I feel a childlike sense of delight watching Sparks videos from the 80’s. They’re really 80’s but at the same time really tongue-in-cheek about being really 80’s. When I was listening to this music when I was a kid, I had no idea how satirical it was, I just knew that it didn’t have all the seriousness that made most grown-up music so hard to relate to. And, of course, it actually was the 80’s and nobody had the benefit of hindsight to parse how the nuances of the decade’s pop culture lent themselves to parody. The nature of 80’s pop culture was such that many parts of it have aged better as parody than they did in their straight-faced iterations. That very much applies to music videos, because it’s impossible to take anyone’s earnesty at face value when they look… the way that they do. But with a nod and a wink, everything becomes fun again. At least a few people knew they were being silly, and now they look a lot less stupid than the ones who didn’t.
Timbuk 3 was so much a part of the soundtrack of my life growing up that it was a shocking letdown to find that they’re not actually well known or wildly popular. I thought everyone listened to this band! I grew up with their cassette tapes clacking around in the glove compartment, but I guess that was just my extended family and literally no one else. Well, obviously, I absorbed their music and appreciated their worldview. I love music with both weight and humor, and I love the balance the Timbuk 3 strikes with their social commentary – still relevant! – and general mistrust of major institutions like national holidays and organized religion, paired with a sweet romanticism and faith in humanity. The tattered heart may redeem itself in the arms of another tattered heart, and the rest of the world can continue its journey down to hell.
If Tom Tom Club has done anything to shock the world, it’s proving that there’s still life and music after getting burned by David Byrne. And I wouldn’t call it shocking but rather pleasantly surprising that they’ve had such a consistent run over the years. Good party music that sounds fresh and fun is always welcome, even or even especially if, it flies below the radar. I have to call Boom Boom Chi Boom Boom one of my favorite cult records. I mean, it’s a favorite record period, but definitely top among those that I wish more people knew about. (Also I’ve been waiting for an excuse to post this topless picture of Tina Weymouth, because deep down inside I’m a mouth-breathing 13-year-old boy, I guess.)
I never understood what this song was about until it came to me that it was simply about trying to record dog sounds. That’s meta, I guess, but it’s more silly than deep. Timbuk 3 has long been a fave of mine despite their obscurity and one of the reasons why is that their songs are always about something. Something clever or funny, or something socially relevant. Patriotism and homelessness and commodified religion and lowered expectations. Good, relevant, timeless writing that doesn’t lean on the same old lazy tropes. This song may not be the best example of that. But it’s a good tune.
“We’re all backseat drivers, and there’s nobody at the wheel”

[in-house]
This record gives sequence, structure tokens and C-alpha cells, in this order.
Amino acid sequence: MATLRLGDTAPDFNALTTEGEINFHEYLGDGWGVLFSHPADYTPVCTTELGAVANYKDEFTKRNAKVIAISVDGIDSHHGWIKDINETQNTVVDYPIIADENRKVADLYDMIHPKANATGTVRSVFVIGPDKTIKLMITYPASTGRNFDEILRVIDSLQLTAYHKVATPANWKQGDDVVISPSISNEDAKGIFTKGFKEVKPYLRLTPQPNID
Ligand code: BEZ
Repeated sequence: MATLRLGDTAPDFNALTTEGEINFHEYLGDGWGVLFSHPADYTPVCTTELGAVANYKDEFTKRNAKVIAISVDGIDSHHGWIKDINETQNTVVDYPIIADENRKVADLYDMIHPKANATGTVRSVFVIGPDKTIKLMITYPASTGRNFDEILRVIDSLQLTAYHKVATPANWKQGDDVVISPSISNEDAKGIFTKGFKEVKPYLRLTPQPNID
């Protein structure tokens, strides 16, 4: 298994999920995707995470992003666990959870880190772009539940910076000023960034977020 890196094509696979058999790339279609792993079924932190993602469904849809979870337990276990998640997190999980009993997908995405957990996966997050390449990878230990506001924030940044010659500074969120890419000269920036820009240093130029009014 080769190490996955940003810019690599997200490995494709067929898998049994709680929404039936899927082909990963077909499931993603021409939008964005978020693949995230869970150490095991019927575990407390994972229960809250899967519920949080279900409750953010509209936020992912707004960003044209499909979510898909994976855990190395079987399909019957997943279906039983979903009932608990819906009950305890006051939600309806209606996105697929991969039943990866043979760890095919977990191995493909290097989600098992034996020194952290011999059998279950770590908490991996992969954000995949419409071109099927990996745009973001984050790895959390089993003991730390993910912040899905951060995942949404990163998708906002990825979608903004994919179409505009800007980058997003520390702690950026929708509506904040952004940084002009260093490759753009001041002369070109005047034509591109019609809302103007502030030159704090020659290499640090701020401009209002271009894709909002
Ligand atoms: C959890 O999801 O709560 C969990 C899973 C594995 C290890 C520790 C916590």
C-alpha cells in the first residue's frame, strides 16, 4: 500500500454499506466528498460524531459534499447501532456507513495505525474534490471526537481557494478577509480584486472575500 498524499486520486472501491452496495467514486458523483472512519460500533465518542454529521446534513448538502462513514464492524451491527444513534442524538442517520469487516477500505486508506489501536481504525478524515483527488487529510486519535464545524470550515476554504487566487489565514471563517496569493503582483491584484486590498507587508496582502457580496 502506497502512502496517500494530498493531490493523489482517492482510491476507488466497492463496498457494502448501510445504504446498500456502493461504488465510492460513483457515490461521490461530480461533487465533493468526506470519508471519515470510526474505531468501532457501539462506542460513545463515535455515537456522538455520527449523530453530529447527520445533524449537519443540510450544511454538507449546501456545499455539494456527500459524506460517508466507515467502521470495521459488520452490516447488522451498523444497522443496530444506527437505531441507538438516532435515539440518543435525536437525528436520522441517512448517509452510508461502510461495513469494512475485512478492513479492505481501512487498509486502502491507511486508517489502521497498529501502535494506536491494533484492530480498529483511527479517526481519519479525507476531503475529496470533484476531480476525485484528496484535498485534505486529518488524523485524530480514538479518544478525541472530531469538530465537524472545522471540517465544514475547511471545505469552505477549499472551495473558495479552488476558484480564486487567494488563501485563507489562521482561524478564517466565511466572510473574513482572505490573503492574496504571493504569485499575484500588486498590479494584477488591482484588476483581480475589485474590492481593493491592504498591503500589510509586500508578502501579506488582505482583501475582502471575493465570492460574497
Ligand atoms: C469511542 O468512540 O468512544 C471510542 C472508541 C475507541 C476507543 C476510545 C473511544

Yeah, that a pretty good summation of the religious experience. (And a good example of Pat MacDonald’s observational songwriting.) Religion continues being an opiate for the masses because large numbers of people really need stringent rules for how to live their lives, but it’s just people telling people what to do, and that opens up the door for all kinds of abuse of power. When you’re in the business of telling people how to live, it’s awfully easy to benefit yourself. That happens on every level, of course, but it’s particularly sleazy when it happens with some street preacher in an Elvis suit who insists that Jesus wants you to write out a check. And people do, because people are fucking sad and gullible.
This is a fairly dispensable pop song, which is not what Al Stewart fans are shopping for. If it’s not thought-provoking or educational, Al hasn’t done his job. I’ve actually always thought it was a very cute song, though. It’s an ode to the kind of quirky, eccentric muse that’s come to be known, in Hollywood parlance, as a Manic Pixie Dream Girl. She’s the free-spirited love interest who brightens up the hero’s life while remaining a cipher for his repressed sense of fun. You can’t load a movie’s worth of shitty screenwriting tropes into a song, although you can stretch a song into a movie. I’m charmed by this particular muse, as I tend to be charmed by these sort of dream girl characters (or dream boy, who knows, girls don’t wear toupees…) It’s charming and light, and it could well yet someday be on the soundtrack of a cliched romantic comedy. But in the historical scope, this song is significant for only one reason: the backup singer is a pre-fame Tori Amos, coincidentally or not, a well-known eccentric redhead.
It’s a PSA! It’s educational, it’s a warning. It might be a satire of the particularly 80’s trend for cheesy PSA’s. It’s Timbuk 3 and it’s all of those things. Timbuk 3 is the cult 80’s band that everybody needs to know about, but nobody does. They might be remembered for having one popular hit song, which satirized the 80’s glaringly misguided sense of optimism. What makes their small output still relevant is their clever and sardonic writing. Some things are forever marked as products of their time, whether it’s bad production decisions or too-pointed cultural references, but big issues don’t change much, and the human condition changes not at all. Driving poorly, for example, is forever.